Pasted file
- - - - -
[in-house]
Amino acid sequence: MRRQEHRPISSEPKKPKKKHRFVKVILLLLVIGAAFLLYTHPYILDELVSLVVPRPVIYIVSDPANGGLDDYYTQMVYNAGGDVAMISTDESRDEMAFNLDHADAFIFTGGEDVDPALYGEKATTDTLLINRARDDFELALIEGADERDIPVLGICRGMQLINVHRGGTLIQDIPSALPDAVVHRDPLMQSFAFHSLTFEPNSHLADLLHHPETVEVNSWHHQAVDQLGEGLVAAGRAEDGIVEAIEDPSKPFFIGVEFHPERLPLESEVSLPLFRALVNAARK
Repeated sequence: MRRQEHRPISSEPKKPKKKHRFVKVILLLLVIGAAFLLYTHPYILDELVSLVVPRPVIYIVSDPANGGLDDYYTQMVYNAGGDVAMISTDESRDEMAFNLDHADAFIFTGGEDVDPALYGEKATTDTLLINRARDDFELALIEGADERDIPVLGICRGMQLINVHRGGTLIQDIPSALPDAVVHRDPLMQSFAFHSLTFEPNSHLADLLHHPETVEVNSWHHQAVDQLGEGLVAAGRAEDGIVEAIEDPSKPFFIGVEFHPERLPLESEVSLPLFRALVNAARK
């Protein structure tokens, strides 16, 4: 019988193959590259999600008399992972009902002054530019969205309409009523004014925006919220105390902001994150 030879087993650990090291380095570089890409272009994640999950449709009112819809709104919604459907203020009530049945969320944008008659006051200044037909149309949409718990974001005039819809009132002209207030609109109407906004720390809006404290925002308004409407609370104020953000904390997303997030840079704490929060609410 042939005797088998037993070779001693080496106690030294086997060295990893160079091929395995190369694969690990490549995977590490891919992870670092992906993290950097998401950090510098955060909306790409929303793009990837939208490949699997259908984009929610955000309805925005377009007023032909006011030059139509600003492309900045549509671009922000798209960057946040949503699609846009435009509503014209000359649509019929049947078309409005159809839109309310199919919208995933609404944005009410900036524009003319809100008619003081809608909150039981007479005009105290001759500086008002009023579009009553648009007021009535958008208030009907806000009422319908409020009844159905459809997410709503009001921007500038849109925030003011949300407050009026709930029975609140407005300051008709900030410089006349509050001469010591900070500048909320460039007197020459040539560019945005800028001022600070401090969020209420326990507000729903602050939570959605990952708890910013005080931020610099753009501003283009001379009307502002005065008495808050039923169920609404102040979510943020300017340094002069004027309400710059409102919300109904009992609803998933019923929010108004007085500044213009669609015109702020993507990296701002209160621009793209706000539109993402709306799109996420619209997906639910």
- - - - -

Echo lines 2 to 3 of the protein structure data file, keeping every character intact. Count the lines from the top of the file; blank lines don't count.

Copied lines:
Amino acid sequence: MRRQEHRPISSEPKKPKKKHRFVKVILLLLVIGAAFLLYTHPYILDELVSLVVPRPVIYIVSDPANGGLDDYYTQMVYNAGGDVAMISTDESRDEMAFNLDHADAFIFTGGEDVDPALYGEKATTDTLLINRARDDFELALIEGADERDIPVLGICRGMQLINVHRGGTLIQDIPSALPDAVVHRDPLMQSFAFHSLTFEPNSHLADLLHHPETVEVNSWHHQAVDQLGEGLVAAGRAEDGIVEAIEDPSKPFFIGVEFHPERLPLESEVSLPLFRALVNAARK
Repeated sequence: MRRQEHRPISSEPKKPKKKHRFVKVILLLLVIGAAFLLYTHPYILDELVSLVVPRPVIYIVSDPANGGLDDYYTQMVYNAGGDVAMISTDESRDEMAFNLDHADAFIFTGGEDVDPALYGEKATTDTLLINRARDDFELALIEGADERDIPVLGICRGMQLINVHRGGTLIQDIPSALPDAVVHRDPLMQSFAFHSLTFEPNSHLADLLHHPETVEVNSWHHQAVDQLGEGLVAAGRAEDGIVEAIEDPSKPFFIGVEFHPERLPLESEVSLPLFRALVNAARK